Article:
Aeronautical Information Manual (AIM), page 541

Index   540 -- Page 541 -- 542

4. Protect your aircraft while on the ground, if
possible, from sleet and freezing rain by taking
advantage of aircraft hangars.
5. Take full advantage of the opportunities
available at airports for deicing. Do not refuse deicing
services simply because of cost.

6. Always consider canceling or delaying a
flight if weather conditions do not support a safe

c. If you haven't already developed a set of
Standard Operating Procedures for cold weather
operations, they should include:
1. Procedures based on information that is
applicable to the aircraft operated, such as AFM
limitations and procedures;

2. Concise and easy to understand guidance that
outlines best operational practices;
3. A systematic procedure for recognizing,
evaluating and addressing the associated icing risk,
and offer clear guidance to mitigate this risk;

4. An aid (such as a checklist or reference cards)
that is readily available during normal day-to-day
aircraft operations.
d. There are several sources for guidance relating
to airframe icing, including:

1. http://aircrafticing.grc.nasa.gov/index.html
2. http://www.ibac.org/is-bao/isbao.htm

3. http://www.natasafety1st.org/bus_deice.htm
4. Advisory Circular (AC) 91-74, Pilot Guide,
Flight in Icing Conditions.

5. AC 135-17, Pilot Guide Small Aircraft

Ground Deicing.

6. AC 135-9, FAR Part 135 Icing Limitations.

7. AC 120-60, Ground Deicing and Anti-icing


8. AC 135-16, Ground Deicing and Anti-icing

Training and Checking.

The FAA Approved Deicing Program Updates is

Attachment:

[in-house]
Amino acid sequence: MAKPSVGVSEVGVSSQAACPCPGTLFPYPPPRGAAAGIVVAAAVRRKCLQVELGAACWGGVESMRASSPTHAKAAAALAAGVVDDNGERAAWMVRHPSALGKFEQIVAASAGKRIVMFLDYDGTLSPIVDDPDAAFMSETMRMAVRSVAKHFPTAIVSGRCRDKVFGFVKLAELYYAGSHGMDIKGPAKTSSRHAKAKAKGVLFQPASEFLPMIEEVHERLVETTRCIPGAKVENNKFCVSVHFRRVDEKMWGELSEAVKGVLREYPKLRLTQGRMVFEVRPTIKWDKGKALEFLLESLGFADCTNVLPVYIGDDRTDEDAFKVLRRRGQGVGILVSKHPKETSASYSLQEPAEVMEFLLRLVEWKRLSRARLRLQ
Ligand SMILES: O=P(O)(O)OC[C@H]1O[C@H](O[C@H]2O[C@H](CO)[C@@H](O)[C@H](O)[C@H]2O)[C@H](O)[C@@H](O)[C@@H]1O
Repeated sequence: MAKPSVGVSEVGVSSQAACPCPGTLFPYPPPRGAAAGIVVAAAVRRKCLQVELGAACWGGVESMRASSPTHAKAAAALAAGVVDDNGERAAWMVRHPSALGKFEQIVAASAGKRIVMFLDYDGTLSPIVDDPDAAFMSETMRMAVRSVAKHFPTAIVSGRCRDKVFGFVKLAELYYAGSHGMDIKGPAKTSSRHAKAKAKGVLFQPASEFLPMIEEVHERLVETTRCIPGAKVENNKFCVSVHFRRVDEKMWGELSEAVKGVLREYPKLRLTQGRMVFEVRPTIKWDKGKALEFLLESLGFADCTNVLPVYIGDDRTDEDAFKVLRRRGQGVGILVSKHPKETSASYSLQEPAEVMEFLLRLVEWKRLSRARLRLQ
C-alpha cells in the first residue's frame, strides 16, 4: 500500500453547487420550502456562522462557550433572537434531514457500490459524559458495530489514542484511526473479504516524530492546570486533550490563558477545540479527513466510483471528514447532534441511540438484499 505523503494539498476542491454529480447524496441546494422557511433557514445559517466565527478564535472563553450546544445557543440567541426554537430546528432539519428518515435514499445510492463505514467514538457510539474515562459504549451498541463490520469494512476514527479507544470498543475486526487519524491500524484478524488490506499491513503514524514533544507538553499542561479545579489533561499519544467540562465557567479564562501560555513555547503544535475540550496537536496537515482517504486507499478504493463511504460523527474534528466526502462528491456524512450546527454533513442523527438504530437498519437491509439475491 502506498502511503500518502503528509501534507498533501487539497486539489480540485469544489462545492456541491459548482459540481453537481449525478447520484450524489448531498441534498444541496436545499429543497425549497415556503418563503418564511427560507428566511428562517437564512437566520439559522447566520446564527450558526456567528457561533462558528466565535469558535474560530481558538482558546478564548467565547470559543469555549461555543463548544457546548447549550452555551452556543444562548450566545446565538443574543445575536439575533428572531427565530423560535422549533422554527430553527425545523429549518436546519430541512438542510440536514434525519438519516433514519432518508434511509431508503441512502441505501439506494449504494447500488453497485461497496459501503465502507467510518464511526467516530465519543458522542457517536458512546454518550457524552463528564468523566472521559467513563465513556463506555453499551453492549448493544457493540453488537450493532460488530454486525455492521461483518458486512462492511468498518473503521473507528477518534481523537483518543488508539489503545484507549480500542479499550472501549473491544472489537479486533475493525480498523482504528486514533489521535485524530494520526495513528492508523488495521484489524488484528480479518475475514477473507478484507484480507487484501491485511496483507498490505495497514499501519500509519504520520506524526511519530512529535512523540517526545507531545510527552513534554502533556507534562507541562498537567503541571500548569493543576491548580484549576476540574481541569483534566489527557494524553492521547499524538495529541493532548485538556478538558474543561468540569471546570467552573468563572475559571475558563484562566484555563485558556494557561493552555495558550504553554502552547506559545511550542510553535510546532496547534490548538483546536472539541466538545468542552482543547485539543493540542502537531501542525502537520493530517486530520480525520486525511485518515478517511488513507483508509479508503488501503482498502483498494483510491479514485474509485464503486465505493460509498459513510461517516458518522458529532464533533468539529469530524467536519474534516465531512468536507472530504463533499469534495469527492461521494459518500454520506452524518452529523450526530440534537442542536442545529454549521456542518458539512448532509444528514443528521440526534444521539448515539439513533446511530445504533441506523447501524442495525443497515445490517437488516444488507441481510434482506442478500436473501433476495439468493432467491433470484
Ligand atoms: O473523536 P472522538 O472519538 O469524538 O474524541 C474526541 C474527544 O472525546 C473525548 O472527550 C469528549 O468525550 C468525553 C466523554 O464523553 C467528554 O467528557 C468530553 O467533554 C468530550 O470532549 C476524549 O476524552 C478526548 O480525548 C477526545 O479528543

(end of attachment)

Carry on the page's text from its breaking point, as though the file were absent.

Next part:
published annually as a Flight Standards Information
Bulletin for Air Transportation and contains detailed
information on deicing and anti-icing procedures and
holdover times. It may be accessed at the following
web site by selecting the current year's information


7-5-15. Avoid Flight in the Vicinity of
Exhaust Plumes (Smoke Stacks and
Cooling Towers)

a. Flight Hazards Exist Around Exhaust
Plumes. Exhaust plumes are defined as visible or
invisible emissions from power plants, industrial
production facilities, or other industrial systems that
release large amounts of vertically directed unstable
gases (effluent). High temperature exhaust plumes
can cause significant air disturbances such as
turbulence and vertical shear. Other identified
potential hazards include, but are not necessarily
limited to: reduced visibility, oxygen depletion,
engine particulate contamination, exposure to
gaseous oxides, and/or icing. Results of encountering
a plume may include airframe damage, aircraft upset,
and/or engine damage/failure. These hazards are
most critical during low altitude flight in calm and
cold air, especially in and around approach and
departure corridors or airport traffic areas.

Whether plumes are visible or invisible, the total
extent of their turbulent affect is difficult to predict.
Some studies do predict that the significant turbulent
effects of an exhaust plume can extend to heights of
over 1,000 feet above the height of the top of the stack
or cooling tower. Any effects will be more
pronounced in calm stable air where the plume is very
hot and the surrounding area is still and cold.
Fortunately, studies also predict that any amount of
crosswind will help to dissipate the effects. However,
the size of the tower or stack is not a good indicator

of the predicted effect the plume may produce. The

major effects are related to the heat or size of the
plume effluent, the ambient air temperature, and the
wind speed affecting the plume. Smaller aircraft can

expect to feel an effect at a higher altitude than

heavier aircraft.

b. When able, a pilot should steer clear of

exhaust plumes by flying on the upwind side of
smokestacks or cooling towers. When a plume is
visible via smoke or a condensation cloud, remain
clear and realize a plume may have both visible and
invisible characteristics. Exhaust stacks without
visible plumes may still be in full operation, and
airspace in the vicinity should be treated with caution.

Potential Flight Hazards 7-5-13

Page 541 of the Aeronautical Information Manual (AIM.pdf)
AIM: Official Guide to Basic Flight Information and ATC Procedures

Index   540 -- Page 541 -- 542